Percy, Percy Me: Harvin dealt to Jets for conditional pick

Roto Arcade
Percy, Percy Me: Harvin dealt to Jets for conditional pick
Percy, Percy Me: Harvin dealt to Jets for conditional pick

Everyone who expects to be a fantasy factor in Week 7, take a step forward. 

Not so fast, Percy Harvin.  

In-season trades are rare in the NFL, which underscores why Friday's news was so shocking. The Seahawks and Jets hooked up on a Harvin trade; New York takes the receiver (and a sizable contract), while Seattle collects a conditional draft pick. 

Scroll to continue with content
Ad

[Join FanDuel's $500,000 Week 7 fantasy league: $10 to enter; top 10,102 teams paid]

Harvin was no sure thing to play in Week 7 – he's dealing with a sore thigh – but now he's a fantasy scratch, as the Jets played Thursday night in New England. Harvin leads the league in overturned touchdowns and bye weeks. He'll pick up his third holiday when the Jets sit during Week 11.

The deal resonates more in the real league than it does in our pretend-football universe. Harvin's value probably won't dip much with the Jets, given that Seattle wasn't getting much out of him to begin with. 

Harvin managed just 133 receiving yards through five games, along with 92 rushing yards (and one score) on 11 carries. He's outside the Top 60 in Yahoo wide receiver scoring. His bizarro signature game came in Washington two weeks back, when penalties wiped out three different Harvin touchdowns.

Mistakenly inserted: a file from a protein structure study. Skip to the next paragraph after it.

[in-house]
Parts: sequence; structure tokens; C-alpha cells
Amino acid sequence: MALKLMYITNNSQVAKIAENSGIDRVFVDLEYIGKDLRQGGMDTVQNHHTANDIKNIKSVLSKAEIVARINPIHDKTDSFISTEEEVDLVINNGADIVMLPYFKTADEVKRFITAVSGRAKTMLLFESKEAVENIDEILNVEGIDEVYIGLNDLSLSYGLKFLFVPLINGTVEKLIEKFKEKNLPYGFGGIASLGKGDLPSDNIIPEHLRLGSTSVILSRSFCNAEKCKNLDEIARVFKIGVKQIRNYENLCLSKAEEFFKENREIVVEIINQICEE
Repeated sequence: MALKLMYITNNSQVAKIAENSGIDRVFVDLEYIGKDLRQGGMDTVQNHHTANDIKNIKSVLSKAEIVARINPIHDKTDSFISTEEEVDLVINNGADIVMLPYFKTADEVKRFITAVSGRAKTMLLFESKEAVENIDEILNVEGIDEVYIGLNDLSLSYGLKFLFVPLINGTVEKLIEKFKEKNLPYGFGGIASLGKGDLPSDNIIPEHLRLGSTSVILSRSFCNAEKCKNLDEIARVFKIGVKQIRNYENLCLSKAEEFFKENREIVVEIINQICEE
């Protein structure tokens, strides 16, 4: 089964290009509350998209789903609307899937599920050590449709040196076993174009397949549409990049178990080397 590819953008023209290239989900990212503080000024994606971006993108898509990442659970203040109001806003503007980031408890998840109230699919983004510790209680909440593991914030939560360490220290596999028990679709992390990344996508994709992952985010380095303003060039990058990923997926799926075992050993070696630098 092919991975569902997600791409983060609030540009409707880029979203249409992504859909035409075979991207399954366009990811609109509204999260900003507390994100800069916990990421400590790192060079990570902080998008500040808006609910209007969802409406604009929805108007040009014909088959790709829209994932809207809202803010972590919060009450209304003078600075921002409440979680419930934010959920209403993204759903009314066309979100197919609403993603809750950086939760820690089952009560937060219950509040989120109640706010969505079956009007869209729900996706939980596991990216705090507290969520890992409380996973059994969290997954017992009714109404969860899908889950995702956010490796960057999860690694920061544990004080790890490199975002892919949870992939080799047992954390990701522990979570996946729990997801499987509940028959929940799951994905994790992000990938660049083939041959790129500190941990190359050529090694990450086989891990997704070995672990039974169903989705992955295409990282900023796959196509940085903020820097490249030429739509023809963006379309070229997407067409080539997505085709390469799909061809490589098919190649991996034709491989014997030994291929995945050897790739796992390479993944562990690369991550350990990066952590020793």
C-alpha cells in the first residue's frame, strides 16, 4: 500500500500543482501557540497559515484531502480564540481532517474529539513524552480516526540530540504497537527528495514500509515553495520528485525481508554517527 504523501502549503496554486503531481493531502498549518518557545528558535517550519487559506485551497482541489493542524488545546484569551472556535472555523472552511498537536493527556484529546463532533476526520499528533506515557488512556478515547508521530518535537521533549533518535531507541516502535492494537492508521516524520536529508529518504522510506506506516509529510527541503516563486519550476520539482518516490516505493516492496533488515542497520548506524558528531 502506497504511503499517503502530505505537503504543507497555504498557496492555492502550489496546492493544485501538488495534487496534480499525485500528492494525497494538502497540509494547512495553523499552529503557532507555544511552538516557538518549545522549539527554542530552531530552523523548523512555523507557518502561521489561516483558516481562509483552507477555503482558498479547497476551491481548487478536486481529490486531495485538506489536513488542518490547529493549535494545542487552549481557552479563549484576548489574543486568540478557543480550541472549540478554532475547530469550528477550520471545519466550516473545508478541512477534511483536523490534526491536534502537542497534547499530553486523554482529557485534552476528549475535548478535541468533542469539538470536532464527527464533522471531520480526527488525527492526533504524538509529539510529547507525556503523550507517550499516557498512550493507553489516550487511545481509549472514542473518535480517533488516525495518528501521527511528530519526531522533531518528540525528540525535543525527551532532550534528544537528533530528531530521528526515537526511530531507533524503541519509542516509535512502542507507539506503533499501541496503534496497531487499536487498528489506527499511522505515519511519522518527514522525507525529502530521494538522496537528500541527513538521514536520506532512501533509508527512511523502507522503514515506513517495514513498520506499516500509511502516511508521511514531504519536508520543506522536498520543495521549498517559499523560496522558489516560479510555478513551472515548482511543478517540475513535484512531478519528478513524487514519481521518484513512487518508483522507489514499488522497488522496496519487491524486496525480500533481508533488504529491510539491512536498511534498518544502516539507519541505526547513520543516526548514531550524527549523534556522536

Nonetheless, he's been a gamebreaker at times before; witness Harvin's Minnesota resume, or the big plays from last February's Super Bowl. There's some theoretical upside here. 

Maybe the Harvin addition pushes Geno Smith into stable QB2 range in the second half of the year. At least we're probably spared the Jeremy Kerley ghost sweep action the Jets were playing with. I'll call it a lateral move for Eric Decker – less defensive attention against maybe a slight leak in targets. 

I'll give a modest upgrade to the primary Seattle receivers (Doug Baldwin, Jermaine Kearse, Ricardo Lockette), but there's no obvious breakthrough candidate here. Seattle played without Harvin just about all of 2013 and still didn't produce an impact fantasy wideout. This is a balanced offense that doesn't force the ball to any downfield option. It's a shame OC Darrell Bevell never found the right key to unlock Harvin. 

I'll probably leave Russell Wilson's value alone – he's produced without Harvin before, and they weren't on the same page for most of 2014. Perhaps Marshawn Lynch will get a little extra work, but he was already a Top 5 back on anyone's sheet – how much higher can he really go?

Trades are fun, even when they don't make immediate sense. Let's enjoy this one. Does Seattle know something about Harvin that the rest of the league does not? Did an unhappy Harvin push for the deal? Can a half-season of Harvin shape Smith into a capable pro quarterback? Will one of the Seattle receivers step into WR3 territory? Your take is welcome in the comments. 

What to Read Next